with Colleen Edwards

The students have been studying Lighthouse Girl as well as partner titles, Light Horse Boy and In the Lamplight. So library staff, Colleen Edwards, Sharon Castelli and Sue Connelly made a lighthouse, as you do 🙂 As well as three book-themed story nooks, one for each ‘light’ title. Visiting the BCC library  was like stepping into a professionally curated WWI museum with my books as the focus. It was fabulous. I felt so honoured.

Colleen, Sharon, Sue and other BCC teachers have helped students weave English and History studies, creating beautiful displays as well as carefully researched journals and poster. I loved the way they used books as a springboard to deeper research on topics such as the Purple Poppy and wartime sport.

There was an In the Lamplight nook, a Lighthouse Girl nook and a Light Horse Boy nook.

The students were inspired by the ‘above and beyond’ staff creativity. They had great questions, were curious about all kinds of issues associated with WWI and had a deep understanding of wartime Australia and beyond. When I thought things could not possible get better the sessions ended with two students presenting me with a lighthouse, the prototype of the larger one. There are chocolates hidden inside and it even flashes!

Thank you Bunbury Catholic College for an epic day. xx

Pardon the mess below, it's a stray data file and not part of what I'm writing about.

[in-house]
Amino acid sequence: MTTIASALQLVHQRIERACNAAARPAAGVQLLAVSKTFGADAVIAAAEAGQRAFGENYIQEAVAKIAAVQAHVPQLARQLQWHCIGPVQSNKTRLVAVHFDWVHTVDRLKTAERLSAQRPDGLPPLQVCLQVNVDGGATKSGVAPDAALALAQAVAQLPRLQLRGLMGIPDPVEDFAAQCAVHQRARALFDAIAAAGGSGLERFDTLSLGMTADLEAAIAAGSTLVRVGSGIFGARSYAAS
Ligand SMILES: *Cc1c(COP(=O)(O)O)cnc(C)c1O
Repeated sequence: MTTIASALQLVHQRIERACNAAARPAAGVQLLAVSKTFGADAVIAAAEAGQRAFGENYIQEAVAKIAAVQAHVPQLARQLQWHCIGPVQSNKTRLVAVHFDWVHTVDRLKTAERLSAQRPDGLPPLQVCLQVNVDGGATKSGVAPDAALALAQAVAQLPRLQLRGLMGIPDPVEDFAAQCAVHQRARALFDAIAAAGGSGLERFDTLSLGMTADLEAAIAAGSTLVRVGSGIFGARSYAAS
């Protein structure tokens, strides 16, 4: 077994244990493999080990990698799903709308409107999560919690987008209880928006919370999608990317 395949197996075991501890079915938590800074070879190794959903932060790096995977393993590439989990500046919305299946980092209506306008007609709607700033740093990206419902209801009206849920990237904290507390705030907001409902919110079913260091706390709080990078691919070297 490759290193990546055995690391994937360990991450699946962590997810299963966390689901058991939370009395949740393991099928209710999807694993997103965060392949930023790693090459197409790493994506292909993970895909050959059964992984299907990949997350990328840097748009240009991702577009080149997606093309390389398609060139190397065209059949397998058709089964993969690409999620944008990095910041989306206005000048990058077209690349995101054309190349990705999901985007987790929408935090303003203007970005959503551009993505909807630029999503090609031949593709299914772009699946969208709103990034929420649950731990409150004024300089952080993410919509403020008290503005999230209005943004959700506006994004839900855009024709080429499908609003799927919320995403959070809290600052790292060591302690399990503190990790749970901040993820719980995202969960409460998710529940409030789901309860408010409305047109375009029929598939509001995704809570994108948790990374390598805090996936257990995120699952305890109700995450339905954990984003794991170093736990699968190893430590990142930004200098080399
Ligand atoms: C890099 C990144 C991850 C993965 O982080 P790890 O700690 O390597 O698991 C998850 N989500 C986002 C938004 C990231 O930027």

with Pippa and Natalia

‘In the Lamplight’ ED! serialisation

I love creative interpretations of my stories, from those first collaborative peeks at an illustrator’s artwork, all the way through to stage and street theatre adaptations.

My ‘Light’ series has inspired all kinds of reworking. Lighthouse Girl and Light Horse Boy were inspiration for a Black Swan Theatre stage adaptation in Perth/Albany which then toured regional WA. Lighthouse Girl also inspired the Little Girl Giant’s story in the PIAF street theatre, The Giants (type Giants into my blog search for photos), the song, Lighthouse Keeper’s Daughter by Caddy Cooper, another song, Message of Hope performed at the WA Massed Choir Festival, and many less formal school productions.

One of my favourite collaborative adaptations began today with the first instalment of an abridged version of In the Lamplight in the West Australian’s ED! supplement.

The ED! supplement is a fabulous supporter of WA authors and illustrators. Both Lighthouse Girl and Light Horse Boy have been serialised and I loved seeing students poring over class newspaper sets, reading about Fay, Charlie, Jim and other characters.

Once again the ED! designers have created a beautiful two-page spread and today I was excited to read that next week will feature details of the suffragette movement as a tie-in. I hope readers across WA will enjoy the serialisation as much as me.

 

Corryong Light Horse men and mascots